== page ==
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My Instructor, 20 years ago had us do several simulated ones under the hood, and one "real" one using Beale Air Force controllers, A few years later, I would use it getting my Instrument rating when my panel lights went out, at night, flying under the hood. I had filed a flight plan from Sac Exec to Buchanan Field which has an unusual angled approach requiring a fair amount of concentration. I had started to remove my hood to deal with the lack of instrument lights, when my instructor, God bless him, put his hand on my arm and said "go with it. I'll keep a look out." I had already busted my altitude by a 100 feet traversing into Travis Air Force base air space, and Travis ATC came on to remind me of my altitude issues while I was digging out my flashlight. I responded to her query of my intentions with a response of "we have a simulated emergency with panel lights out, and could I get a direct steer to the initial approach fix at Buchanan. She immediately replied with altitude correction and compass heading which gave me plenty of time to prepare for the 10 degree angled approach at Buchanan. My instructor was miffed at my lack of need to struggle, but impressed with the ease of solving the problem. Bastard made me do a missed approach with a flashlight in my teeth before he let me land. I was drenched with sweat from concentration, and freezing with cold by the time we got the lights working before takeoff. He wanted me to file to fly the hundred miles home, and I told him I was too wrung out to learn anymore that night...hell of a learning experience!
 

Pops

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My Instructor, 20 years ago had us do several simulated ones under the hood, and one "real" one using Beale Air Force controllers, A few years later, I would use it getting my Instrument rating when my panel lights went out, at night, flying under the hood. I had filed a flight plan from Sac Exec to Buchanan Field which has an unusual angled approach requiring a fair amount of concentration. I had started to remove my hood to deal with the lack of instrument lights, when my instructor, God bless him, put his hand on my arm and said "go with it. I'll keep a look out." I had already busted my altitude by a 100 feet traversing into Travis Air Force base air space, and Travis ATC came on to remind me of my altitude issues while I was digging out my flashlight. I responded to her query of my intentions with a response of "we have a simulated emergency with panel lights out, and could I get a direct steer to the initial approach fix at Buchanan. She immediately replied with altitude correction and compass heading which gave me plenty of time to prepare for the 10 degree angled approach at Buchanan. My instructor was miffed at my lack of need to struggle, but impressed with the ease of solving the problem. Bastard made me do a missed approach with a flashlight in my teeth before he let me land. I was drenched with sweat from concentration, and freezing with cold by the time we got the lights working before takeoff. He wanted me to file to fly the hundred miles home, and I told him I was too wrung out to learn anymore that night...hell of a learning experience!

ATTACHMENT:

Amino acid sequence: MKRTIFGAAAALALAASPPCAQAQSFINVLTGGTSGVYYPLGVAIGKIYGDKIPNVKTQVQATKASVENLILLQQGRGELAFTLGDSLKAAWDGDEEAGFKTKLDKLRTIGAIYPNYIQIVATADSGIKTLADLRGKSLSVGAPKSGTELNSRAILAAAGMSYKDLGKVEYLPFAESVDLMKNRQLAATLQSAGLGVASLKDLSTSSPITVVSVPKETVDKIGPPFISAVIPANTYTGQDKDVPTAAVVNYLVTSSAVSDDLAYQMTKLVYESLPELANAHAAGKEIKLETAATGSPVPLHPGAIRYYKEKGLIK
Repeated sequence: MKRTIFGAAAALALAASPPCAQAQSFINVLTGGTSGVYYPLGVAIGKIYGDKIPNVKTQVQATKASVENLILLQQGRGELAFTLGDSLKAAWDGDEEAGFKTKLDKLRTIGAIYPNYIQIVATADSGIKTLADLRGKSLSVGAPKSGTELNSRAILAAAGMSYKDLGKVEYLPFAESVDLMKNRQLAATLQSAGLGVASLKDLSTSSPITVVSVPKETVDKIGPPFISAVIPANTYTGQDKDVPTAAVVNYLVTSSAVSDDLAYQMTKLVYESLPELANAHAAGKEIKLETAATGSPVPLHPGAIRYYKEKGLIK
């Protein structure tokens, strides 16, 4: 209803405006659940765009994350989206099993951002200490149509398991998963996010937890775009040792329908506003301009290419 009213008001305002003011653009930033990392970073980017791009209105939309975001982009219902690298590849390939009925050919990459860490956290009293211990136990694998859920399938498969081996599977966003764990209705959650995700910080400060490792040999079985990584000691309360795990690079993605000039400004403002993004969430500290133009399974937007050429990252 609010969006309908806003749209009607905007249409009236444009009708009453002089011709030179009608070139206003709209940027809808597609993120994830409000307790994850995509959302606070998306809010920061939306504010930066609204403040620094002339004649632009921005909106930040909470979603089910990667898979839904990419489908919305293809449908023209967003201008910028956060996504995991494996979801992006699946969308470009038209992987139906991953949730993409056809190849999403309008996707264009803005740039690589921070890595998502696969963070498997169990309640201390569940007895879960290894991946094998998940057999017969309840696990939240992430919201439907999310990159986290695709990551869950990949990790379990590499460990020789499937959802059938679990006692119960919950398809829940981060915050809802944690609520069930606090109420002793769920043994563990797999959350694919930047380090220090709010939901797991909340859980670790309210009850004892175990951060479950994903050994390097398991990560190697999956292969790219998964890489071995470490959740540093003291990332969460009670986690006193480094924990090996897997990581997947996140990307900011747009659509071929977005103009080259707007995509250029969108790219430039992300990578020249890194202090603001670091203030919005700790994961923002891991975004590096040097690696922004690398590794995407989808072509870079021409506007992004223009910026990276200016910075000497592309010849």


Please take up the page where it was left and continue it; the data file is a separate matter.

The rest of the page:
Reminds me of the time I had the instructor set me up. This instructor gave me my first airplane ride when I was 13 years old. Retired AF B-52 pilot. I was at the airport one night and he said, " Lets take a IFR trip tonight in the Aztec. OK. But, I am not prepared to fly and left my flight bag at home and I said that I would never fly IFR with a handheld mic and without my flashlight at nighttime. He said don't worry, it will be OK, I have a flashlight. At the destination airport the IAF was closer to the OM than I liked. Doing the approach with no radar vectors. I got to the IAF and dropped the mic, it hit the floor and balance up and wrapped around the rudder pedals. He handed me HIS flashlight, when I turned it on the front came off and the batteries fell out on the dark floor. Airplane NOT slowed down, No gear down. Tower was calling and telling me to report at the OM. I couldn't answer. He was setting in the right seat laughing his A** off. I kept feeling in the dark and finally unwound the mic from the rudder pedals and by that time I was 500' to high and not slowed down enough and with the gear still up and coming up on the OM. He said " Now what are you going to do ?" I told him, if I was by myself, I would call a missed approach and do the miss procedure, BUT, you are with me, so I came back on the power, reported at the OM, made small S turns and got the gear down when I got down to the gear extension speed and started with a mild slip for more drag and got the flaps down and got a high sink rate going and told him that I was going to intercept the glide slope as I go down. As the GS needle started to wake-up I started adding power and checked my high sink rate and intercepted the GS one dot high as he taught me. ( The one dot high is for the wife and kids ). Broke out and landed.
I think , it went better than he planned.
Told me to buy the small Naval aluminum flashlight that has a cord that go's around your neck, so that will never happen again. I still have it and always fly with it.

There was more set-ups.